So there is a need to segregate clothes by gender - personally I think if they were categorised by age/type parents would be spending ages trying to find something appropriate for their children!

Also, I’m not sure gender neutral clothes are in any way becoming a social norm - I rarely if ever see boys in girls’ clothes, occasionally will see a girl in a boys’ Minecraft/Pokémon t-shirt but with leggings. I honestly don’t think there’s a market for them at the moment nor will there be one.

FordPrefect42 Sat 15-Feb-20 03:25:28

Seems to be more of a thing on Twitter, where lefty “woke” parents are trying to push their views on their children and raise them as genderless/non binary, that’s the impression I’m getting

Bezalelle Sat 15-Feb-20 05:32:10

Apart from underwear with different dimensions for different anatomies, what makes "girl" clothes and "boy" clothes. Stereotypes. Isn't that what we're fighting against?

KimikosDreamHouse Sat 15-Feb-20 05:36:44


Why are people getting upset about this?

I'm very puzzled by this thread. The usual position on FWR is that any shop which has racks of girls' clothes and boys' clothes is promoting the terrible idea that there are "girls' clothes" and "boys' clothes" as opposed to just clothes any child might like.

Toomanygerbils Sat 15-Feb-20 05:37:38

I don’t see any issue here OP, can you explain why this bothers you???

VashtaNerada Sat 15-Feb-20 06:10:27

For children it makes much more sense to sell by clothing type as opposed to the merchandising team’s sexist assumptions about what girls or boys should wear. When I shop for DC I often find I have to walk around the store in order to look at both ‘boy’ and ‘girl’ things which is really annoying. DS will happily wear a t-shirt with animals on it from the ‘girl’ section and DD has plenty of ‘boy’ jeans and jumpers. And of course plain jogging bottoms are for both boys and girls! I can’t understand why you care whether someone in M&S head office wanted to market them for boys or girls, surely you just look at the item to see if it’s appropriate for your child.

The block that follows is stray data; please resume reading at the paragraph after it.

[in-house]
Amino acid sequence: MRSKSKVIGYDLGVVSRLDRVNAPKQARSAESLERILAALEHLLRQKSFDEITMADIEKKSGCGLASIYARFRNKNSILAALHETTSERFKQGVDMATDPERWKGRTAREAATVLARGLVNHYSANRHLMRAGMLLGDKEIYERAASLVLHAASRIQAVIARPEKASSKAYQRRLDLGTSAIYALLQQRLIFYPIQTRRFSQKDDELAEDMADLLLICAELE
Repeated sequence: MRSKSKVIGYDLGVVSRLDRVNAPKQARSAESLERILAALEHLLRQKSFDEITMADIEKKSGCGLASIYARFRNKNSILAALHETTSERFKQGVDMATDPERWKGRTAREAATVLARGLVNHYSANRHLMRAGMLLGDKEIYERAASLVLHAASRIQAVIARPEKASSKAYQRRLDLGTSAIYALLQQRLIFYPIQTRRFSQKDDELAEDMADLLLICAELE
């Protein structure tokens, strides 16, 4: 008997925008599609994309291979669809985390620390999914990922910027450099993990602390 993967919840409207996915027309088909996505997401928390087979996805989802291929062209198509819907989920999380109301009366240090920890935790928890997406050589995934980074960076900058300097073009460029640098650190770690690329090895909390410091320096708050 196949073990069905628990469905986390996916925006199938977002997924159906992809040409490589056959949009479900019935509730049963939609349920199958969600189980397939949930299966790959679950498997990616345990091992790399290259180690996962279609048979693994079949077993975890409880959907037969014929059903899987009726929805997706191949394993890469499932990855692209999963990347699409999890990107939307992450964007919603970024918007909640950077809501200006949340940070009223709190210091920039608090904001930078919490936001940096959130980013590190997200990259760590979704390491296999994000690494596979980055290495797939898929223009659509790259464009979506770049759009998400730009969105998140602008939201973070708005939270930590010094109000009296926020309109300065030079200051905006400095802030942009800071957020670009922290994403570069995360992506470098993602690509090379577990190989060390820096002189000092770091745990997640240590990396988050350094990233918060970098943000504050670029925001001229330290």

VashtaNerada Sat 15-Feb-20 06:12:24

I thought boys and girls did have different body shapes though? Not until puberty, no.

ValancyRedfern Sat 15-Feb-20 07:27:07

I'm puzzled by this thread to. Pre-puberty children's bodies are the same shape. I would love all children's clothes to be arranged by type and not sex. I hate that DD worries that wanting dinosaur t-shirts is abnormal for a girl.

KimikosDreamHouse Sat 15-Feb-20 08:20:52

I don’t see any issue here OP, can you explain why this bothers you???

I must admit I could not see what the point of the OP was.

Polynerd Sat 15-Feb-20 08:28:47

Noticed this when I bought DD (8) some pjs recently. There were no boys and girls sections. I was quite please because I got her space-themed ones without them being marked 'boys'. Obviously this can only happen up to the point where shape starts to change.
I think the most important thing is that hopefully this will stop the trend of boys having big roomy tshirts while girls have close-fitting ones. The fact that little girls have to display their body shape while boys don't has always annoyed me.

TimeLady Sat 15-Feb-20 08:43:55

If M&S had had the foresight to change the signage to Children's Sportswear, rather than leaving the signage gender specific, I can't see why there would have been a problem. Poor management decision, I'm afraid.

However, there is the issue with buttons fastening on opposite sides. That remains a way of differentiating between masculine and feminine-gendered clothing that kids could pick up on (and lead to teasing) when they come to realise it still exists.

FemiLANGul Sat 15-Feb-20 08:44:28

There is absolutely no need to segregate childrens clothing, imo. Until around 10/11 body shapes are the same so dont require different cuts.

This is not about making childrens clothes 'gender neutral'. You can still have glittery, frilly stuff as well as trucks and dinosaurs and just use your own judgement as to whether you buy it for your child.